By definition, volunteering is the act of freely giving time “to benefit another person, group, or organization.” But what does it mean to volunteer at the largest soup kitchen in New York City during a global pandemic, where social, or rather physical, distancing is mandated? While our volunteer program is temporarily suspended, the show must go on as we continue to serve on the front lines of New York City’s food crisis. We recently checked in with some loyal members of our community to hear their perspective on volunteering at Holy Apostles Soup Kitchen and how they are spending their time during COVID-19 while our volunteer program is “on pause.” (Responses may have been edited for brevity.)
When asked what Holy Apostles Soup Kitchen represents to him, in five words or less: caring, selfless, hope, and change immediately come to mind for Larry Williams. A volunteer counselor who also oversees our twice-weekly computer lab, Larry is dedicated to the soup kitchen’s social services program and the lives it is able to impact on a regular basis.
Q: What have you learned about yourself through this “pause” from day-to-day life in New York City?
A: I have learned that I can be okay with staying by myself for a long period. I have been eating in a lot more and missed going to my local diner and restaurants with my girlfriend. I like to bake so I made a cake from scratch. I haven’t done this in a long time. (Editor’s Note: We’ll work on getting Larry’s cake recipe!)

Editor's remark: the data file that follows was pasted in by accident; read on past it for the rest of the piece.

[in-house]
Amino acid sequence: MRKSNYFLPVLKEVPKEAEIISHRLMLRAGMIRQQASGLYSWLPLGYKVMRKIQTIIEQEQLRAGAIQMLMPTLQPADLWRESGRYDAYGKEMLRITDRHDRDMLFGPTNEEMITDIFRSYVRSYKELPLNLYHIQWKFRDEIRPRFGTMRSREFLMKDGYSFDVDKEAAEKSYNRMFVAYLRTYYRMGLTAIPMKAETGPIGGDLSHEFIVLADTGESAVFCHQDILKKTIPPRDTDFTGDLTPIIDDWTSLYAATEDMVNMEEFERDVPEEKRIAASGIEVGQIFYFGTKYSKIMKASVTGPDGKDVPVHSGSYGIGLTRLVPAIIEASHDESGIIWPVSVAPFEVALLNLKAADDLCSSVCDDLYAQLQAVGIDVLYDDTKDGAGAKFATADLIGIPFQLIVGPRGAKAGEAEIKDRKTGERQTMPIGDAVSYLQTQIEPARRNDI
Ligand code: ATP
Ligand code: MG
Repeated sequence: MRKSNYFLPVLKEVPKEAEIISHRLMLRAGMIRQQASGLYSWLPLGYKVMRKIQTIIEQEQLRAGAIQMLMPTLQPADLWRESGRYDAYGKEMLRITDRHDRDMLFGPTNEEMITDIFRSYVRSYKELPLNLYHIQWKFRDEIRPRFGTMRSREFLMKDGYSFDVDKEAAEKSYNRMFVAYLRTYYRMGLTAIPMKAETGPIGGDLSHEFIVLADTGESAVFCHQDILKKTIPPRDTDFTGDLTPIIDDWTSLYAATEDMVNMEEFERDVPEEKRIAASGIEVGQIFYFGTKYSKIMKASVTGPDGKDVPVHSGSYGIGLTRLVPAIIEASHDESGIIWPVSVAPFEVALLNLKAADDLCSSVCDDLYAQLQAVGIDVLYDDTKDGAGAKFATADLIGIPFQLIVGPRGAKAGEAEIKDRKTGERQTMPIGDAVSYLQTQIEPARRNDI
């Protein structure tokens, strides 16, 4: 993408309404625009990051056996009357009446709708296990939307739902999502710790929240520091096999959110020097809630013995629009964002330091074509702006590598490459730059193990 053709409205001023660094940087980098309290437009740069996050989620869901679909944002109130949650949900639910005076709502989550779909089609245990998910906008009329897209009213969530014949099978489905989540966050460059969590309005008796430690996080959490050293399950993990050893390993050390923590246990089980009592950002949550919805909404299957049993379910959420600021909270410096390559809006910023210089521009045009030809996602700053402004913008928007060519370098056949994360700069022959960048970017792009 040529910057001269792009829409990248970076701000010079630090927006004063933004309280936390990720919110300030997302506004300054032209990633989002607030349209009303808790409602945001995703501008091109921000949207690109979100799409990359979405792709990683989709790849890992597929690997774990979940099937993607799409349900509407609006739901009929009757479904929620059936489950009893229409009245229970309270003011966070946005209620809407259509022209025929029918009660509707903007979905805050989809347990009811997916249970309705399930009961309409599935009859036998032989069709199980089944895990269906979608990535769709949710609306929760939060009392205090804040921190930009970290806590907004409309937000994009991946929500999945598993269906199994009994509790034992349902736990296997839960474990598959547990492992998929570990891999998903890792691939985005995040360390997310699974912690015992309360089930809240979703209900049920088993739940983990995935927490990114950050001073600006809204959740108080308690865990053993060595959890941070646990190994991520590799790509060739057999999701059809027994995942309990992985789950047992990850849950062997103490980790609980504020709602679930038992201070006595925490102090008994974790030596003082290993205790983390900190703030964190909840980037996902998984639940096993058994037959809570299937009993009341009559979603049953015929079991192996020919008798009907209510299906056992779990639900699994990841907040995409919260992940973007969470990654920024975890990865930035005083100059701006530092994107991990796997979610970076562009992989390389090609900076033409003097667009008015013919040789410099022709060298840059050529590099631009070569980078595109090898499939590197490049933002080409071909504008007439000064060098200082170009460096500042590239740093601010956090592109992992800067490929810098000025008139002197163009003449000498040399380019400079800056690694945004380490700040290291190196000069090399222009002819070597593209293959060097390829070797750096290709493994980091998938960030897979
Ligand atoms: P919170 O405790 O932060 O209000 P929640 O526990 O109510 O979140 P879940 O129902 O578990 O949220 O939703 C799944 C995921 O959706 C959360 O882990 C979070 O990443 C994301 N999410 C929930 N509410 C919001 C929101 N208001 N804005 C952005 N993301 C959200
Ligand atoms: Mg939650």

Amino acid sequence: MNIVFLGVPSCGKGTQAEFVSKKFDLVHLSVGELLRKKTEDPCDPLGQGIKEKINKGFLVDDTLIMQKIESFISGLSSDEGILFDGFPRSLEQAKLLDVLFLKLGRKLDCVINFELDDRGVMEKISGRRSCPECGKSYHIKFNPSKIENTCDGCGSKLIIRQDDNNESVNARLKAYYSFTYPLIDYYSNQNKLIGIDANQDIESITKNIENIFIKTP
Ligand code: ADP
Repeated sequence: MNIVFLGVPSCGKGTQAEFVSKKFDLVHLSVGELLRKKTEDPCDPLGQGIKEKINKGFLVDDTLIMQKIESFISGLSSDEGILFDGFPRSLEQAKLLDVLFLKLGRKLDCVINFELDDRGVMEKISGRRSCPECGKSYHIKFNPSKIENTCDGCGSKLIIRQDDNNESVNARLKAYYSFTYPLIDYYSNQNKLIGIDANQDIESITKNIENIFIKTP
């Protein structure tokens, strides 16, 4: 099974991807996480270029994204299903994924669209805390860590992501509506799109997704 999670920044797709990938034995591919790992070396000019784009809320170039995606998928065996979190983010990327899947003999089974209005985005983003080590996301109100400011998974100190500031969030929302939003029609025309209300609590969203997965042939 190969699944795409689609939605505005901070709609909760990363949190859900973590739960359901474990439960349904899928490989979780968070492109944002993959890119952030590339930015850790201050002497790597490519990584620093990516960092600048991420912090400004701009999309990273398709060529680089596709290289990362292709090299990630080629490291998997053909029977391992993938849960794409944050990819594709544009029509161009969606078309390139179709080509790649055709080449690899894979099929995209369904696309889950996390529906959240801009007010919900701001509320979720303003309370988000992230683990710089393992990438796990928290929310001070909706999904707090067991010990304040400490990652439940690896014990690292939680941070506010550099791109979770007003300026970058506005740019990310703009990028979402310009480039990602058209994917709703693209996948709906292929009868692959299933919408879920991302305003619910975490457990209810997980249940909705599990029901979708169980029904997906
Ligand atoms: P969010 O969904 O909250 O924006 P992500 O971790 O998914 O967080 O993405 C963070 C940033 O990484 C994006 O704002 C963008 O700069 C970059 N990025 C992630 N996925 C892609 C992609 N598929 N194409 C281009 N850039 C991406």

Q: What have you learned about food insecurity/poverty, and the people this issue affects, through volunteering at HASK? Do you have any special/memorable guest moments?
A: I have met many different people while volunteering and the best thing that comes out of that interaction is when they come back to me and indicate that I help them. I may have suggested an agency for a job or housing and then they come running back with a smile on their face.
Q: During uncertain times, what words of encouragement would you offer specifically to children who are HASK guests or volunteers?
A: I have grandchildren who I have spoken to about this pandemic. They are doing what is set in front of them in terms of school. One of them had a big birthday planned that was canceled due to COVID-19. She was very disappointed but was able to understand why. I would say to the children who are guests or volunteers to do the best they can every day because this will not last always. You will be strong and tell the next generation how you dealt with this.